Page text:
Can’t continue extending ED chief’s term indefinitely: SC
The bench also considered whether an extension granted post-retirement would go against Rule 56 of the All India Service Rules which mandates that all government servants retire at 60.
The government cannot continue extending the tenure of the Directorate of Enforcement (ED) chief till the agency completes investigating all crucial cases, observed the Supreme Court on Tuesday after being told that the success achieved in crucial money laundering cases under the present ED director was one of the reasons to extend his tenure by a year.
The court was hearing arguments on a petition filed by NGO Common Cause which has challenged the November 13, 2020 decision of the Government granting Enforcement Director Sanjay Kumar Mishra an extension till November 18, 2021. By an order of November 19, 2018, his tenure was fixed for two years. With just days remaining for the end of his tenure in November 2020, the Government retrospectively modified his tenure to three years in the original appointment order.
Mishra reached his retirement age in May 2020.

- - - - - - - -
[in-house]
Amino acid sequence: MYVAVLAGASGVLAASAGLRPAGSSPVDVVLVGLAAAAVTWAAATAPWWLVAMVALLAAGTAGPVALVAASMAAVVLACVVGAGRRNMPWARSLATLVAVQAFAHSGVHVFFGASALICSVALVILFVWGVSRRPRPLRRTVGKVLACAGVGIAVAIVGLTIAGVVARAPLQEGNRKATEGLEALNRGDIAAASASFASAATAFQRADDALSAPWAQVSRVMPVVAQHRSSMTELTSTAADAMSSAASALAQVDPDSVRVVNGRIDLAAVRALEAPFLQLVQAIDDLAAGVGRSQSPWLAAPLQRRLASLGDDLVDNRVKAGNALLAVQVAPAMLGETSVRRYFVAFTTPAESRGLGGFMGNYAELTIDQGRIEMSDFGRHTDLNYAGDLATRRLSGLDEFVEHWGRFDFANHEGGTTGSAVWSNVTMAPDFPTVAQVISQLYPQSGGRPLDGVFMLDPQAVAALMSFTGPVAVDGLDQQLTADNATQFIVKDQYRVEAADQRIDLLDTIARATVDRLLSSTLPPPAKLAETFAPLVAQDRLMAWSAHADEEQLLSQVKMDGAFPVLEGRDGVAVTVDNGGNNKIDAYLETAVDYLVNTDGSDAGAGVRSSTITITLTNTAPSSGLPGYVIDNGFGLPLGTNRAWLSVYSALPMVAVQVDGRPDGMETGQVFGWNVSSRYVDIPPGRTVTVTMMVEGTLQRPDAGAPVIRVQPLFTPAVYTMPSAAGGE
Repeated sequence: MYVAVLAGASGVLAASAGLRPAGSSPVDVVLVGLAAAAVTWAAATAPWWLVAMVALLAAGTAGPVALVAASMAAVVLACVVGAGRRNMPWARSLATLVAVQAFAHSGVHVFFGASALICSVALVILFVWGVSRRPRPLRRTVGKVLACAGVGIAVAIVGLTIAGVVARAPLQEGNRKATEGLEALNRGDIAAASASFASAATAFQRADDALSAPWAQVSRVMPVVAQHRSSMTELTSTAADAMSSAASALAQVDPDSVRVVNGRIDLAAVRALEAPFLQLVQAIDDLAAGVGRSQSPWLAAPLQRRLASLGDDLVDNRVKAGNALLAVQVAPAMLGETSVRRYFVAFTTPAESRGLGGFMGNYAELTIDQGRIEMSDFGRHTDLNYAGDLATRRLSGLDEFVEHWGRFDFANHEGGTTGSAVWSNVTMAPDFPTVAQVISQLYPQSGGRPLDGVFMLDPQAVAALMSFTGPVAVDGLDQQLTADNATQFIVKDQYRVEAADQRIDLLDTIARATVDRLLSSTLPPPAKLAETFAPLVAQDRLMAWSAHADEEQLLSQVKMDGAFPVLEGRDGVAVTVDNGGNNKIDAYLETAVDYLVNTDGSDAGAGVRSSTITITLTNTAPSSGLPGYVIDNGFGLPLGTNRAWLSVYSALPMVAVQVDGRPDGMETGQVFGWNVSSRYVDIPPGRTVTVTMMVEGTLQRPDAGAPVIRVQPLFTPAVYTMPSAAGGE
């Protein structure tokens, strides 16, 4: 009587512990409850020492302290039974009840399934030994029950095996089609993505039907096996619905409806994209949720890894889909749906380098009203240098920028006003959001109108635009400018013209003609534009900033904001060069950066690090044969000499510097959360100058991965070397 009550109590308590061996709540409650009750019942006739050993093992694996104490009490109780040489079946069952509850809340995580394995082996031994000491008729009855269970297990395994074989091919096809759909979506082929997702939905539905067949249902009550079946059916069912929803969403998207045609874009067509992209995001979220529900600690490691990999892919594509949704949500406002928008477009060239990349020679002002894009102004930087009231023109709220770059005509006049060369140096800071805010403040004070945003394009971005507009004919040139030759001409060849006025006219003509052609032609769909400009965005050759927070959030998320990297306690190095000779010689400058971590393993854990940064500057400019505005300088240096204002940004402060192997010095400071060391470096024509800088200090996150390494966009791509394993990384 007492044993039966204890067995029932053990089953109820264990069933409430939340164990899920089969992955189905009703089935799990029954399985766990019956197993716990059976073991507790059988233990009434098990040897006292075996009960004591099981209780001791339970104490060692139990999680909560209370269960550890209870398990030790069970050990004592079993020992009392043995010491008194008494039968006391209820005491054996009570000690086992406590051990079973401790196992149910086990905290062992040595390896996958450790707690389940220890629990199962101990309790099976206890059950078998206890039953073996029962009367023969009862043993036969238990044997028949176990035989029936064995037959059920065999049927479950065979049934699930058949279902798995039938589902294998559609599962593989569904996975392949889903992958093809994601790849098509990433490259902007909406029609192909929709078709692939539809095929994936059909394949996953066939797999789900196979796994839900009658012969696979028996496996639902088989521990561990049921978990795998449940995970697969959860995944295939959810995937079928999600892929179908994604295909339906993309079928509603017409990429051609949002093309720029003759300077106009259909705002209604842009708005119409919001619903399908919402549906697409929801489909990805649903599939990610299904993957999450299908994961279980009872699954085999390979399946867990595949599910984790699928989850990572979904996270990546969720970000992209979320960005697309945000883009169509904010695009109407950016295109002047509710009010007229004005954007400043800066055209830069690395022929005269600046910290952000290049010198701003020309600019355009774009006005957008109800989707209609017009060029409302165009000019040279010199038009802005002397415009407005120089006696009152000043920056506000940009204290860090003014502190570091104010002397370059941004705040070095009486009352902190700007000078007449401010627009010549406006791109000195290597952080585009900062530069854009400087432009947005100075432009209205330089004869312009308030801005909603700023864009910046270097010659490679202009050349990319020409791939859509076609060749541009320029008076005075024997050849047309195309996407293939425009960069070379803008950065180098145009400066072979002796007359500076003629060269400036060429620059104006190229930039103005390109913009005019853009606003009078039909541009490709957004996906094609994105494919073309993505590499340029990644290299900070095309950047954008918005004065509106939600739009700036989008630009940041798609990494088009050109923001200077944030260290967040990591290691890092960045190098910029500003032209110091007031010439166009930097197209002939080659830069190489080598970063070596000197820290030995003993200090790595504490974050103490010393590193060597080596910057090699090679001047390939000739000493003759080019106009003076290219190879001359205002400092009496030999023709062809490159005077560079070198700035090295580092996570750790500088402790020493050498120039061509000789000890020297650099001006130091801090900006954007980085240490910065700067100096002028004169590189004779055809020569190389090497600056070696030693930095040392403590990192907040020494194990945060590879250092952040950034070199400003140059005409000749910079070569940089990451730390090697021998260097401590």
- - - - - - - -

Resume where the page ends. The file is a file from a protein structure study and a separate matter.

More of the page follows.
Hearing arguments on the petition, the bench of Justices L Nageswara Rao and BR Gavai set out to examine whether the decision to grant three-year tenure was contrary to the 1997 judgment of the Supreme Court laying down a minimum tenure of two years for the heads of ED and Central Bureau of Investigation. The bench also considered whether an extension granted post-retirement would go against Rule 56 of the All India Service Rules which mandates that all government servants retire at 60.
Appearing for the Government, Solicitor General Tushar Mehta said that the Central Vigilance Commission Act was enacted in 2003 and the court’s 1997 decision was incorporated in Section 25(d) which said, “Notwithstanding anything contained in the Foreign Exchange Management Act 1999 or any other law for the time being in force….a Director of Enforcement shall continue to hold office for a period of not less than two years from the date on which he assumes office.”
He pointed out that while the 1997 judgment provided for a minimum tenure, it did not weigh in on tenure beyond two years. Mehta also added that Section 25(d) of the CVC Act overrides Rule 56.
The appointment was not “haphazard” or based on “whims and fancies of the Government” as projected by the petitioner, Mehta said, adding that a committee headed by the Central Vigilance Commissioner examined Mishra’s professional record of past 10 years before recommending his extension.
“In the last two years (as Director), apart from investigating crucial money laundering cases, a sum of nearly ₹9,000 crore worth proceeds of crime stood deposited in the investigation of three cases involving Vijay Mallya, Nirav Modi and Mehul Choksi,” the Solicitor General said.
The bench replied, “We appreciate that he is doing good work. But you cannot continue with him till all these cases are over. The task of Enforcement Directorate is very important. You cannot leave it to one individual to complete it.”